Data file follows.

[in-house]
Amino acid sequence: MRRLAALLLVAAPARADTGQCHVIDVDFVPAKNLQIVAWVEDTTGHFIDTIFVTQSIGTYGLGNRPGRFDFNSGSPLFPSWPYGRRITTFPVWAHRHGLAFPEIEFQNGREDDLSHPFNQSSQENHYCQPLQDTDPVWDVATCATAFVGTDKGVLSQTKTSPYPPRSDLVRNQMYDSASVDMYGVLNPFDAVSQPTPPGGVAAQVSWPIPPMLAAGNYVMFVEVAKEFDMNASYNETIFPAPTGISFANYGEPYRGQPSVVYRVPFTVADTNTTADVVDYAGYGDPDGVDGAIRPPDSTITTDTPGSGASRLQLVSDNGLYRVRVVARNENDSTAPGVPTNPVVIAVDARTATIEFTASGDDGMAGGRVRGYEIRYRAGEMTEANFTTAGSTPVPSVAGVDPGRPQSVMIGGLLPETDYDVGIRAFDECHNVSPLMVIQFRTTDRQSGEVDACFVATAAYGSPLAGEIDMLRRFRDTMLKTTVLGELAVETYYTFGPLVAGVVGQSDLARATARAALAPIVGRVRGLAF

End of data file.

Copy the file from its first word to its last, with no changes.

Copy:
[in-house]
Amino acid sequence: MRRLAALLLVAAPARADTGQCHVIDVDFVPAKNLQIVAWVEDTTGHFIDTIFVTQSIGTYGLGNRPGRFDFNSGSPLFPSWPYGRRITTFPVWAHRHGLAFPEIEFQNGREDDLSHPFNQSSQENHYCQPLQDTDPVWDVATCATAFVGTDKGVLSQTKTSPYPPRSDLVRNQMYDSASVDMYGVLNPFDAVSQPTPPGGVAAQVSWPIPPMLAAGNYVMFVEVAKEFDMNASYNETIFPAPTGISFANYGEPYRGQPSVVYRVPFTVADTNTTADVVDYAGYGDPDGVDGAIRPPDSTITTDTPGSGASRLQLVSDNGLYRVRVVARNENDSTAPGVPTNPVVIAVDARTATIEFTASGDDGMAGGRVRGYEIRYRAGEMTEANFTTAGSTPVPSVAGVDPGRPQSVMIGGLLPETDYDVGIRAFDECHNVSPLMVIQFRTTDRQSGEVDACFVATAAYGSPLAGEIDMLRRFRDTMLKTTVLGELAVETYYTFGPLVAGVVGQSDLARATARAALAPIVGRVRGLAF